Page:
Frontispiece of Europe A Prophecy, a 1794 prophetic book by Blake The Fitzwilliam Museum, Cambridge. Bequeathed by T. H. Riches, 1935, with a life interest to his widow, received 1950. With permission for Varsity

What first comes to mind when you hear the name William Blake? Perhaps it’s the haunting verses of ‘Jerusalem,’ with its utopian visions of “England’s green and pleasant land”. Or maybe it’s those beautifully illuminated pages of Songs of Innocence and of Experience, only one of a vast corpus of Blake’s contributions to English poetry. Possibly, it’s the artist’s strikingly futuristic visions, which somehow predate H.G. Wells’ The War of the Worlds by a century.

The Fitzwilliam Museum’s newly opened exhibition, ‘William Blake’s Universe’ tells a very different story. Reaching beyond England’s pleasant pastures, Blake’s extraordinarily varied oeuvre is positioned at the centre of a constellation of European ideology and revolution. Here, he is not a lone, spiritualistic ‘visionary’ absorbed in a disconnected vacuum of fantasy, but a culturally engaged artist responding to radical artistic and political currents on the global stage.

“The exhibition’s very design presents a macrocosm of Blake’s ethos”

On entering the exhibition, the viewer is immediately confronted with two portraits: a young, brooding image of German artist Philipp Otto Runge faces a death mask of Blake himself. Encircling this central face-off are intimate portrait drawings of Blake’s artistic circle; a melancholic image of a young Samuel Palmer and a pugnacious self-portrait of Irish artist James Barry stand out among the Romantic line-up. We then step into ‘The Past’ to explore the links between Blake’s drawings and the art of classical antiquity. A figure fromThe Crucifixion of Saint Peter’ by Michelangelo receives a Blakean makeover on the first wall. Now relabelled ‘Joseph of Arimathea among the Rocks of Albion,’ Blake adds dramatised lighting and sets the figure against a romantic seascape. His polemicised and Christianised ‘Laocoön’ on the far wall, standing at the intersection of classical and current, pulls the viewer into the artist’s ‘Present’ universe. Here, we encounter Blake’s impassioned book illustrations for his European and American prophecies, positioned within the flames of political cataclysms. In ‘The Future,’ Blake’s ambitious Jerusalem series (1804-20) contrasts Runge’s fantastical ‘total artwork’ compositions exploring the interrelationship of the natural world and the human soul. The exhibition culminates in an arresting vision of the redeeming ‘Albion Rose’.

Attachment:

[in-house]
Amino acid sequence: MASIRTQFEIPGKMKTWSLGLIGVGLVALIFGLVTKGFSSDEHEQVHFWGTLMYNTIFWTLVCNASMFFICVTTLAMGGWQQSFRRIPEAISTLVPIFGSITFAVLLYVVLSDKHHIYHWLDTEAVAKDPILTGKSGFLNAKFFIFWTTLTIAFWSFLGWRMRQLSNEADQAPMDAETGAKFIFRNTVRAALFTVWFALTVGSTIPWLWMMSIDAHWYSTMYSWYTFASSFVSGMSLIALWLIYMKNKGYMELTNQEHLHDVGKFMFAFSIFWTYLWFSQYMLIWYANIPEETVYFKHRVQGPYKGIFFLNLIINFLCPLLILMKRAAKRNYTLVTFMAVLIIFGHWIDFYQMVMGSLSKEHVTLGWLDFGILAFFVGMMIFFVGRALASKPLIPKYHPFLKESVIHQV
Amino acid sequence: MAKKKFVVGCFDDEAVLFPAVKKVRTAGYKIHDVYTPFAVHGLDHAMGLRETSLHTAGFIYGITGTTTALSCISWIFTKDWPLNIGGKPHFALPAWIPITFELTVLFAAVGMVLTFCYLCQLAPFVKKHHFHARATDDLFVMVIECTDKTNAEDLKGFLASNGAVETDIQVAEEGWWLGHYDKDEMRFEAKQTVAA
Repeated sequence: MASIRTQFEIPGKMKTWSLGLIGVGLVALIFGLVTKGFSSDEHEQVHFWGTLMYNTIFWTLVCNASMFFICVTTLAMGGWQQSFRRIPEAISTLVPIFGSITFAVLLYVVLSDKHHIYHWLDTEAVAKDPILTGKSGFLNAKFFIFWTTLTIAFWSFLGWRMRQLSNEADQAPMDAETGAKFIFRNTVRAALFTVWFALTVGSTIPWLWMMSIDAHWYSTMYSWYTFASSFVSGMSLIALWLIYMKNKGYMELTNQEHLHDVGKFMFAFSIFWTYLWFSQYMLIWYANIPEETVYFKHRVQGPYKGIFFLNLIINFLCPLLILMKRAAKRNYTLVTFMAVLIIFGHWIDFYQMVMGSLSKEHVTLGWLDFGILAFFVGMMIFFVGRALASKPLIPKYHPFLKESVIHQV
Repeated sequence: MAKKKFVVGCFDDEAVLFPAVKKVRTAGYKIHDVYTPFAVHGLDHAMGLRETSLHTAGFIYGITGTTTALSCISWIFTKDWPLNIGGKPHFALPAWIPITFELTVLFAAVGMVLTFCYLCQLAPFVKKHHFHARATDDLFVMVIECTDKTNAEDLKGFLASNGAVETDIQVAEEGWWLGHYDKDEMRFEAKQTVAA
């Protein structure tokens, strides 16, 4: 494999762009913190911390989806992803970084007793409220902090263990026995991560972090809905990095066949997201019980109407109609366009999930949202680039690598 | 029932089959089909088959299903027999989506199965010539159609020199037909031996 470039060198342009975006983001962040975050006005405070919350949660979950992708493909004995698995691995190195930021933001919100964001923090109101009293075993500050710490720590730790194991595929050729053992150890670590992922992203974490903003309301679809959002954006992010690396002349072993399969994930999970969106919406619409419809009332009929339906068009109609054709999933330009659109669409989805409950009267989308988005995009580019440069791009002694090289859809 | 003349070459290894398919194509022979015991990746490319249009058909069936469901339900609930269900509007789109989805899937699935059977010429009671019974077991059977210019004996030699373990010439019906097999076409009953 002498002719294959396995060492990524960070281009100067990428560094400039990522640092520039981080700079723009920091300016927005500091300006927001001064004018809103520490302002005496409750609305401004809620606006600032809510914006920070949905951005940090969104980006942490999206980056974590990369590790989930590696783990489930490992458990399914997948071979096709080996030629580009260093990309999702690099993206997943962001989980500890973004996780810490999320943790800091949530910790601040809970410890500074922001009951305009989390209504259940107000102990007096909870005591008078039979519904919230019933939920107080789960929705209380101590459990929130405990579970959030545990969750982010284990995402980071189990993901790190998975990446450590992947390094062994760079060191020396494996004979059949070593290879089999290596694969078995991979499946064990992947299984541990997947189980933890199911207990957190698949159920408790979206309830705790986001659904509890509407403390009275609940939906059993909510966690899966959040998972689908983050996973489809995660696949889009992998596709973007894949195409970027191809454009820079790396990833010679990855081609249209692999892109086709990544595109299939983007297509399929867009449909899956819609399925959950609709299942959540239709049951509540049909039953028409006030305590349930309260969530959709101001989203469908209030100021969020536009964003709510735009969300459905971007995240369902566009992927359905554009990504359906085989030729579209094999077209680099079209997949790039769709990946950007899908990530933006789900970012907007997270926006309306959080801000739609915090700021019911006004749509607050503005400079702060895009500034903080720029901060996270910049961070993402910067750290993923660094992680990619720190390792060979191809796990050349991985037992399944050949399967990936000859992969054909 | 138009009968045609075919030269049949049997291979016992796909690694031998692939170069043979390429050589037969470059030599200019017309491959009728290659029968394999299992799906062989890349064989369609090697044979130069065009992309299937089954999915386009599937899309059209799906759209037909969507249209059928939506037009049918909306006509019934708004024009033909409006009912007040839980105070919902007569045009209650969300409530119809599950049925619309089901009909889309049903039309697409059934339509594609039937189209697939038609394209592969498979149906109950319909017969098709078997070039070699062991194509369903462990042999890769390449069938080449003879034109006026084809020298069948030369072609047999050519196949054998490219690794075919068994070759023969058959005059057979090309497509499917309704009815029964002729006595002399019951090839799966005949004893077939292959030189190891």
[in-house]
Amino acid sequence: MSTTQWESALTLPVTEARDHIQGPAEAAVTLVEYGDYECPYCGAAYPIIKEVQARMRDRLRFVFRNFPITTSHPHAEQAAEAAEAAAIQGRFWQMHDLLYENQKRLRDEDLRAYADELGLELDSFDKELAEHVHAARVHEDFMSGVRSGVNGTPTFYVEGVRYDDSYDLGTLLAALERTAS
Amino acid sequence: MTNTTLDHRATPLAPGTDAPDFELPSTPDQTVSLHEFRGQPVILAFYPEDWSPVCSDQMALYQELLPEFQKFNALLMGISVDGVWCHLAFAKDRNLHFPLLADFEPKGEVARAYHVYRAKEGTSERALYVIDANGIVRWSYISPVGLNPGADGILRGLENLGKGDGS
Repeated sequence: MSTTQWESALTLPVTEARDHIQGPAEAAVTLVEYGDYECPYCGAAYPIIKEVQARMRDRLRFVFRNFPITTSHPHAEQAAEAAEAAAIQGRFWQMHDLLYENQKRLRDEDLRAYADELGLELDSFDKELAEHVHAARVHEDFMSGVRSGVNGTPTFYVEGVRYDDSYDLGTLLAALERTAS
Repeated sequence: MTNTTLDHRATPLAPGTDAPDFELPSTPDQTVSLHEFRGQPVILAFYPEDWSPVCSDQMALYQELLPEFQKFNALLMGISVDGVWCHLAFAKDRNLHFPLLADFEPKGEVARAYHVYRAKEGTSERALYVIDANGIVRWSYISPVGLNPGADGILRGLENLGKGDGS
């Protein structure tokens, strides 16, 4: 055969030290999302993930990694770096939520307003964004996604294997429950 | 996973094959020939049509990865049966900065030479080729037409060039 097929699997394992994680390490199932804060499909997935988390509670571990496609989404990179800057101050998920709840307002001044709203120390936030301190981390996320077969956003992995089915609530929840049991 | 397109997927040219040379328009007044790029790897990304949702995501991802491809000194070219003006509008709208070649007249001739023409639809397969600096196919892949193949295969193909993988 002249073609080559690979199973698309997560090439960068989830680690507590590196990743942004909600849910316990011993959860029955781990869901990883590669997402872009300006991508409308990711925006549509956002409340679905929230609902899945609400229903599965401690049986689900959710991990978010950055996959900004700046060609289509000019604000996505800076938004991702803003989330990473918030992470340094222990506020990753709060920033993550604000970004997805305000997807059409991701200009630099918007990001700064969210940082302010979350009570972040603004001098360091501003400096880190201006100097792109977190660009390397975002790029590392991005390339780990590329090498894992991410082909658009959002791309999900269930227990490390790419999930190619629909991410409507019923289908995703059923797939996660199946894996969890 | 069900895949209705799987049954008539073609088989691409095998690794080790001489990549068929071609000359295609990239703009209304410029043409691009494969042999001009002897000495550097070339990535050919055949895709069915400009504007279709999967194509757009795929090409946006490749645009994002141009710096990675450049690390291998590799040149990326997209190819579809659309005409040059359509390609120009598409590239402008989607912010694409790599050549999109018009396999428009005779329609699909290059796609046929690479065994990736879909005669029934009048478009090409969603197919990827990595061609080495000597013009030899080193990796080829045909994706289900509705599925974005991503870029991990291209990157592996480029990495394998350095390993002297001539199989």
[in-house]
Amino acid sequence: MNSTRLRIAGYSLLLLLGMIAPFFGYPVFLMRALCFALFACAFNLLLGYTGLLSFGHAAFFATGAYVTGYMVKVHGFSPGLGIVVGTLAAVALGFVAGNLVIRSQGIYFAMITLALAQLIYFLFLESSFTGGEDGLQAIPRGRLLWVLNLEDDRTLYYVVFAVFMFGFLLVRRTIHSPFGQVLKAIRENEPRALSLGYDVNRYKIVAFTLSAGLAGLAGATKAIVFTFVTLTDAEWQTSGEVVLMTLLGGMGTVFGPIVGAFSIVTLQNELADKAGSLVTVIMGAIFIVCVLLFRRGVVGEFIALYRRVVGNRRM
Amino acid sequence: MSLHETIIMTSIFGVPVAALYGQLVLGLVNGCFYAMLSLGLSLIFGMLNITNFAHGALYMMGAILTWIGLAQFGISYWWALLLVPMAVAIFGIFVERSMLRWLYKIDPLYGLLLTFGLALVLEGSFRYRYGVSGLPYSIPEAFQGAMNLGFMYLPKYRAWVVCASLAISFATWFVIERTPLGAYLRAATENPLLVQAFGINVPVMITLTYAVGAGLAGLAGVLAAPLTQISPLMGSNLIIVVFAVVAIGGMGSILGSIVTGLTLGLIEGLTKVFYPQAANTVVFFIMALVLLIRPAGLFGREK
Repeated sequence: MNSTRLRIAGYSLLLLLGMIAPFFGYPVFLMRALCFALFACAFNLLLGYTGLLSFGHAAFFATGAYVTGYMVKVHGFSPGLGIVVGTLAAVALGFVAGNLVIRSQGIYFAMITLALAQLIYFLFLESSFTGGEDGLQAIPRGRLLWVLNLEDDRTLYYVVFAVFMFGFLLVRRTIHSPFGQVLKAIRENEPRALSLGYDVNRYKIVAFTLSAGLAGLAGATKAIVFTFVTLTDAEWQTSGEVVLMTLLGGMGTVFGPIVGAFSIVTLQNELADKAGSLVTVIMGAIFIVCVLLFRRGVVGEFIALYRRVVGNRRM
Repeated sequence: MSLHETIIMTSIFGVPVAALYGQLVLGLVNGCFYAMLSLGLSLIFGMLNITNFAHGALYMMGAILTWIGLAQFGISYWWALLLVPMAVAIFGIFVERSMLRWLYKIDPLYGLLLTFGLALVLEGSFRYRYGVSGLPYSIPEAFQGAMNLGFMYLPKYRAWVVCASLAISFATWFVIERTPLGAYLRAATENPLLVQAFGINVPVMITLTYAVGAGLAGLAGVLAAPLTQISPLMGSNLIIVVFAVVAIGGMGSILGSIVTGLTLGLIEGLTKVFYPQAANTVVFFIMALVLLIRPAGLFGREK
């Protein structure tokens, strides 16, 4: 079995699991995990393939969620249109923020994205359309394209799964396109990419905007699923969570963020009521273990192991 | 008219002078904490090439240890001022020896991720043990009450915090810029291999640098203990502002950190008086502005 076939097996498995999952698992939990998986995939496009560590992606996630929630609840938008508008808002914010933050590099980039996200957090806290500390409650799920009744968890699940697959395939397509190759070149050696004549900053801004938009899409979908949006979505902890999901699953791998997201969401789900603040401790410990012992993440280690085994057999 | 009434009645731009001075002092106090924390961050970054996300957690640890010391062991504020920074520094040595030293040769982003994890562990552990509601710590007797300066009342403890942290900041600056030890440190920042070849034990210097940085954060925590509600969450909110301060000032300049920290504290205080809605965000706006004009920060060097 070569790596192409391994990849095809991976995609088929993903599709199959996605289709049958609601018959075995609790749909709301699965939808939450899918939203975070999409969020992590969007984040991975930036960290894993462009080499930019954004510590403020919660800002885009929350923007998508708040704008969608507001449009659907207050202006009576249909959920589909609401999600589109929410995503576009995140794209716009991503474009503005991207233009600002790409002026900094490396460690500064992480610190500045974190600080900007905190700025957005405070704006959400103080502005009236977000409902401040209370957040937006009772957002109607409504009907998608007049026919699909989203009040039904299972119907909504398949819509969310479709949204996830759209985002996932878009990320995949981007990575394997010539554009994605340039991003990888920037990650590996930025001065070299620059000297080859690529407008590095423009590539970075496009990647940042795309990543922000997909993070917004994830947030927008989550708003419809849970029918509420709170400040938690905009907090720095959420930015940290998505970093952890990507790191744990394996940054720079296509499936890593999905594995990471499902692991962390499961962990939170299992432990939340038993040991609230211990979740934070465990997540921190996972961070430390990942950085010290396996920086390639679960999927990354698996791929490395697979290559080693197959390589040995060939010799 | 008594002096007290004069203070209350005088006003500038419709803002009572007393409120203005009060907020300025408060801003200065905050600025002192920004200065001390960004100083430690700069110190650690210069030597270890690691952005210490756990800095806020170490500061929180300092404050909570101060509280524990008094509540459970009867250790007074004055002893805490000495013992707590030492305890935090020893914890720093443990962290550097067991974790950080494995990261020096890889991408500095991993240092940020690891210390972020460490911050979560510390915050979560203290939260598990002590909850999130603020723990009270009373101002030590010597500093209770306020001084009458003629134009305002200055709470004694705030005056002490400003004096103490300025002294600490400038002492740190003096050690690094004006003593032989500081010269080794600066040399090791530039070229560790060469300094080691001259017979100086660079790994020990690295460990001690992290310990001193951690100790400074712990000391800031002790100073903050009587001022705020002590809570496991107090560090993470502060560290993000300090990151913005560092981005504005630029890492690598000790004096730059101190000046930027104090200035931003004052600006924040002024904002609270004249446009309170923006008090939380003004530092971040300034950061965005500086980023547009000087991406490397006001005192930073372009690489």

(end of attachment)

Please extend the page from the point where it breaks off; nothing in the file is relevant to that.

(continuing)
Laocoön (or Jehovah & ‎his two sons Satan & Adam)The Fitzwilliam Museum, Cambridge. From the collection of Sir Geoffrey Keynes. Allocated by H.M. Treasury through the Minister of the Arts, after acceptance in lieu of capital taxes, 1985. With permission for Varsity.